I’ve had a few discussions with my journalism colleagues about whether hashtags do any good (aside from letting people join a specific discussion) or whether trending topics mean anything.
As evidence, I can always point to anything that’s trending at a given moment and show how much of it is trivial. Go on Twitter at 5 a.m., and your trending topics will be whatever a small band of drunk West Coast insomniacs is discussing.
It’s that easy. As of now:
- #DeseanJackson (an actual news story)
- Dave Rice (a basketball coach I didn’t know until today)
- Watching Selena
- Riley Cooper (related to Jackson)
- MJD (football transaction)
And, of course, #CancelColbert, which Slate’s Dave Weigel explains quite well — a Colbert Report Twitter feed tweeted part of a long-running Colbert theme that he brought out to ridicule Dan Snyder over the name “Redskins.” Out of context, that tweet could be interpreted badly. And that’s what “hashtag activist” Suey Park did.
Park is thrilled that her topic is still trending, even though it’s painfully obvious the bulk of the people using it are making fun of her. Of the top 15 tweets at this moment, one tweet is picking up her message (Colbert evil because someone tweeted part of his bit out of context), one is a news report saying it’s trending, and 13 are laughing or shaking their head at liberal outrage overkill — some of whom rejoicing with glee as “liberals” (in this case, those who aren’t racist and care somewhat about other people) feed on their own.
I’m usually able to defend “political correctness” as harmless. When someone describes himself as “politically incorrect,” it sends up a red flag, and it’s usually right. In college, I wrote a column making fun of the “anti-PC” crowd, saying I’d never seen anyone attacked by a recycling bin.
But as someone who loves satire, I have to say this: We lose a valuable conversation tool when satirists aren’t able to adopt the characters that are their targets. Mel Brooks surely couldn’t make a film like Blazing Saddles today, no matter how much Richard Pryor was on board and no matter how obviously the joke was on the racists.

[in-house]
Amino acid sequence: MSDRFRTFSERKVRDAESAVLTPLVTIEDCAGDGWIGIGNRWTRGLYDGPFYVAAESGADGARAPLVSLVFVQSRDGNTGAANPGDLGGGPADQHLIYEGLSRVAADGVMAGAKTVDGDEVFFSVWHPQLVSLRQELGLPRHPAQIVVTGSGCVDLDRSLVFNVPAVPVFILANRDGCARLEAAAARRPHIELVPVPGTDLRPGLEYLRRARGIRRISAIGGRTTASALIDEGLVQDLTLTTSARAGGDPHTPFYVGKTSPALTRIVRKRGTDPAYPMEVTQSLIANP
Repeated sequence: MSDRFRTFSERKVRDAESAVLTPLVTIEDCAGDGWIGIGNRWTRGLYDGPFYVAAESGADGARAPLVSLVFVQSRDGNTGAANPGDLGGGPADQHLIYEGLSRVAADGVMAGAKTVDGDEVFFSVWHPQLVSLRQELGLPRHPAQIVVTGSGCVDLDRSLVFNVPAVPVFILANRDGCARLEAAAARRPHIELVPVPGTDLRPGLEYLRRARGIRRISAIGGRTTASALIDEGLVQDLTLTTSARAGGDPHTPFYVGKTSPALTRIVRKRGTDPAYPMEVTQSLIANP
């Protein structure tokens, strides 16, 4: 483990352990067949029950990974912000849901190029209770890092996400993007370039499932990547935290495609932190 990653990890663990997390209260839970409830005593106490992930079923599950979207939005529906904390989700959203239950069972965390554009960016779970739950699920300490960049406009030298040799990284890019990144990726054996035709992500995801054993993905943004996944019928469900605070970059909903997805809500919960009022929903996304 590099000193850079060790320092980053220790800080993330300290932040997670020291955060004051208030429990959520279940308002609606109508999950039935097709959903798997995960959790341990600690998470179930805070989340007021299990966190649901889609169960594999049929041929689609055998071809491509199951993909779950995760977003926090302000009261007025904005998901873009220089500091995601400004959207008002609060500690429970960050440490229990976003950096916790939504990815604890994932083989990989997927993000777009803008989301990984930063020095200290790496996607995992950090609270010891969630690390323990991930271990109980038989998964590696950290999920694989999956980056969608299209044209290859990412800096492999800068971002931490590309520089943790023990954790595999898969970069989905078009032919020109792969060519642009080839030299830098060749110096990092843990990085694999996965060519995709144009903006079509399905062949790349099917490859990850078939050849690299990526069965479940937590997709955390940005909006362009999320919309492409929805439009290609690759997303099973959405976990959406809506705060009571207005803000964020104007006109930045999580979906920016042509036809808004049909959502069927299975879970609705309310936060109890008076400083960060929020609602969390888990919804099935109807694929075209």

And does anyone think we’ll make social progress by ridding the airwaves of Stephen Colbert? Him? Ahead of the people who actually hold the beliefs he’s ridiculing?
I don’t even think Park believes that. I don’t think she’s thinking beyond these 15 minutes of fame and the consequent days of infamy.
And I think Stephen Colbert will emerge from this controversy just fine. “Hashtag activism,” on the other hand, will take another giant step toward irrelevance.
Update: Jezebel has posted the definitive response, explaining:
- The original joke
- Why the joke didn’t work as well when someone who isn’t Colbert or most likely even someone close to Colbert tried to distill part of the joke to 140 characters
- Why some Colbert fans (and, I’d add, a whole lot of random hate-mongers) didn’t do themselves any favors by telling Park and company to go off and die or something worse.
- Why the network that still employs Daniel “My Heckler Should Be Raped” Tosh isn’t going to fire Colbert.
- Why “racing to be the first and the angriest before you have all (or even some) of the facts can end up biting you in the ass.”
- Why Colbert is valuable in the actual fight against racism, sexism, warmongering and other things we left-of-insanity types are supposed to be fighting.
- Why Michelle Malkin’s endorsement should be proof that you’re doing something wrong.
- Why this controversy is distracting attention from the very issue Colbert was attempting to satirize.
The clincher: “But instead of talking about that, we’re talking about an out of context Tweet that people misattributed to a sketch that most people didn’t even watch in its entirety before they decided an entire show’s worth of people — writers, producers, editors, directors, camera operators, sound people, interns — should lose their jobs.”